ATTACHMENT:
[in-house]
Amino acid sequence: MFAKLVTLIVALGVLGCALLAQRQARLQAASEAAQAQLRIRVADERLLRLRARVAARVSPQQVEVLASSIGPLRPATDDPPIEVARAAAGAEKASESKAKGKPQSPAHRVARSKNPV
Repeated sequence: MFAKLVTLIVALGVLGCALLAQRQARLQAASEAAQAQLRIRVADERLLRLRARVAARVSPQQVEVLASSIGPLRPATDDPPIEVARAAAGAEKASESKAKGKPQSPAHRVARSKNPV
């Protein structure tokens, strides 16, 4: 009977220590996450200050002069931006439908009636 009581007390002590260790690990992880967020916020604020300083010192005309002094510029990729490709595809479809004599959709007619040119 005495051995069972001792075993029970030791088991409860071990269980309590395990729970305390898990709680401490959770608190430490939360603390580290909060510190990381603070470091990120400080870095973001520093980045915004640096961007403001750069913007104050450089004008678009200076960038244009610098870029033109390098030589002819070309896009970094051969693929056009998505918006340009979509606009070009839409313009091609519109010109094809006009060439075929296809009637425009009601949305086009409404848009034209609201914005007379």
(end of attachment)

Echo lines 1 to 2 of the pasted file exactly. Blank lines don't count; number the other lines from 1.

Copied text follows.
[in-house]
Amino acid sequence: MFAKLVTLIVALGVLGCALLAQRQARLQAASEAAQAQLRIRVADERLLRLRARVAARVSPQQVEVLASSIGPLRPATDDPPIEVARAAAGAEKASESKAKGKPQSPAHRVARSKNPV